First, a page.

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Basic Facts: Back Pain Your spine is involved in almost every movement you make and allows you to twist, bend, and move. Back pain is very common and can be frustrating for you and your family. About half of all adolescents/children are affected by episodes of back pain. Our goal is to help you understand the cause of your back pain and the best way to treat it with minimal interference with school and the activities you enjoy. What are the causes of back pain? There are many causes of back pain. Muscle or ligament weakness and stiffness are the most common causes. Back pain can be caused by tight hamstrings and weak abdominal or core muscles. The hamstrings are the muscle group on the back of the thigh that bend and flex the knee and strengthen and extend the hip. These issues are extremely common in growing children and adolescents. Being overweight is another contributing factor. Back pain can occur with some sports/activities that involve hyperextension of the back. How is it treated? A commitment to a home exercise program involving stretching and strengthening the core musculature is essential in the treatment of back pain. Your provider will work with you to determine whether a home exercise program is sufficient or we may refer you to a physical therapist for instruction. It typically takes 6-8 weeks of consistent exercise to begin to see benefit. Physical therapy is only effective if the exercises are done at home daily. The time commitment for performing your exercises is 30 minutes per day. What is core strength? Core muscles are the muscles that surround your back, abdomen, pelvis, and hips. The core is the body’s center of strength. The muscles work together and are involved in most physical activities throughout your day such as sitting, standing, bending, twisting, and sports activities. Developing your core muscle strength may result in better balance and coordination and will decrease the workload on the low back. Developing a strong core is the single most effective way to relieve back pain, improve posture, and allow for good spine health throughout your life. Suggested Activities Exercise: Classes such as Pilates, Yoga, and Tai Chi specifically target core muscle strength. Pool activities such as swimming or walking in the pool are a low impact way to build core muscles. Walking outside or bicycling are other recommended activities. These will allow you to develop your overall fitness and to help maintain a healthy weight. Exercise Ball: Also called a fitness, balance, or Pilates ball, this is an easy and inexpensive method of starting a core fitness program. They come in different sizes and can be purchased at sporting goods or discount stores for around 2025 dollars. The box should have size recommendations that correspond to your height. Choose a ball that allows your knees to be at a right angle when you sit on the ball with your feet flat on the floor. Many balls come with an instructional DVD demonstrating basic exercises. Simply sitting on the ball while working on the computer or watching TV can help engage the core muscles and improve posture.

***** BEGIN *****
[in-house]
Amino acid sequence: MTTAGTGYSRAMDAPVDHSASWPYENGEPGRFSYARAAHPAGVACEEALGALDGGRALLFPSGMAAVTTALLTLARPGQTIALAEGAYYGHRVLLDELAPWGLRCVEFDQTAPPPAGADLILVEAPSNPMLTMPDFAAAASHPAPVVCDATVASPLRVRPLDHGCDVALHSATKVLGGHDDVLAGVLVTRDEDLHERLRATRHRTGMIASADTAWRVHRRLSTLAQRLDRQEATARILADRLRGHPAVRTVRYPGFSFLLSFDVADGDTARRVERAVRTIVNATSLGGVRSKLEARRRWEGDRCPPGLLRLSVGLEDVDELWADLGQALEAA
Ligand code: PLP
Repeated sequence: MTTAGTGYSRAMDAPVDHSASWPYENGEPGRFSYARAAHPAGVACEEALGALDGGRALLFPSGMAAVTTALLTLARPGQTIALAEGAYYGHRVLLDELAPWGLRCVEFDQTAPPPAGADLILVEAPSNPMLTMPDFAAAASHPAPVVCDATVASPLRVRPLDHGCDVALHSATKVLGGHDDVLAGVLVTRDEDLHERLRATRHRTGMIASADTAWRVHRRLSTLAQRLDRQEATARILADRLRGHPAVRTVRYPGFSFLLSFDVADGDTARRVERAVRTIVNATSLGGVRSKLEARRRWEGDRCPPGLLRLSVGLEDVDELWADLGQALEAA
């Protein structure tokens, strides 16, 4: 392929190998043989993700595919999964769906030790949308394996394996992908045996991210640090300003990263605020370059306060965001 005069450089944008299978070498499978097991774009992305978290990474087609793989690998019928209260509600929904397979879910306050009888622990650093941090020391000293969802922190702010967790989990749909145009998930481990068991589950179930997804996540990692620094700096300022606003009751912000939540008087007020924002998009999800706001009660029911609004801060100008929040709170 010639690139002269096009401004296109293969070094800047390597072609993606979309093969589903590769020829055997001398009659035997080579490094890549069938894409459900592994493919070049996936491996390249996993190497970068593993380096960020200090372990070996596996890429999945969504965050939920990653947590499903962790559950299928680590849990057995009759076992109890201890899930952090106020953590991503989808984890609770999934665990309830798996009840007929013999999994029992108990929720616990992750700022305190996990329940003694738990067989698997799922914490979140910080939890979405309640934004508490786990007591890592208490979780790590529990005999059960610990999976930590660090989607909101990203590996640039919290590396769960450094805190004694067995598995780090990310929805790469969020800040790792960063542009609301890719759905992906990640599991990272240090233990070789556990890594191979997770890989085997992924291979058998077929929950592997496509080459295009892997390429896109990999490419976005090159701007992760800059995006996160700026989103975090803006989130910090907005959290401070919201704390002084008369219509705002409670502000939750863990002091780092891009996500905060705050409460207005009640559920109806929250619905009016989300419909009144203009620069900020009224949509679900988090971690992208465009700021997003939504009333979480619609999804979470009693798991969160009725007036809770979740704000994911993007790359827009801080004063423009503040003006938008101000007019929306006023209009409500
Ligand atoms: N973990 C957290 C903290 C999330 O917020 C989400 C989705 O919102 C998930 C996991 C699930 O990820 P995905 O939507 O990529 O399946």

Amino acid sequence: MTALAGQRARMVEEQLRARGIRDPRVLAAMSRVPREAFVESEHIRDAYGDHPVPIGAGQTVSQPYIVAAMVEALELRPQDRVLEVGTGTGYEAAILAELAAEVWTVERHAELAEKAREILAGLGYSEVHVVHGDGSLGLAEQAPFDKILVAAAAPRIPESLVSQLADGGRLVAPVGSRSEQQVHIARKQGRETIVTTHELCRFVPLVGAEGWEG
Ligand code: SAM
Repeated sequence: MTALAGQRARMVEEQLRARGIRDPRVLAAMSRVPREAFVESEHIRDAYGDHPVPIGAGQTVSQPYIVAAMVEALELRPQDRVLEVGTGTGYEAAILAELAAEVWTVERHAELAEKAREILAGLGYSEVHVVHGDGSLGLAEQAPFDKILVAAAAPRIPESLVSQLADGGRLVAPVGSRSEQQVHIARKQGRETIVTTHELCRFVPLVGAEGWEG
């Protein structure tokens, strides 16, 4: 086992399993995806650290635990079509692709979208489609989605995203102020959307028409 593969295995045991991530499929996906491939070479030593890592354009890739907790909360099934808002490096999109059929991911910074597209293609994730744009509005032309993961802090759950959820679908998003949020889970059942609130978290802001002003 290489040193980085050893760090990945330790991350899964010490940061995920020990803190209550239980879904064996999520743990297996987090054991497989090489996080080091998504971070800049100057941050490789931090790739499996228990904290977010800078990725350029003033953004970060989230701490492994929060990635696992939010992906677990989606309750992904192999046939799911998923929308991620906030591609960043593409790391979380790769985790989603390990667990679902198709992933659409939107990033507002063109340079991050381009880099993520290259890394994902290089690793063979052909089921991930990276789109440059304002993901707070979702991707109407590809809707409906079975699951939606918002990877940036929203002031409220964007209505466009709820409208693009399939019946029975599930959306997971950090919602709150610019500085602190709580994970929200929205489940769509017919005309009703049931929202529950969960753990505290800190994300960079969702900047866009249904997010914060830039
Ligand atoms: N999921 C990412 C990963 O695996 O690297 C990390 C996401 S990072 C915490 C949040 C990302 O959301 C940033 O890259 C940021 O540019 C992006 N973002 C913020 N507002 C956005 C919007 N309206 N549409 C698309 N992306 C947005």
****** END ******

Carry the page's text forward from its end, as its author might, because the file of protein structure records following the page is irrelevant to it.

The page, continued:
childrenscolorado.org • Anschutz Medical Campus • 13123 East 16th Avenue • Aurora, CO 80045 • 800-624-6553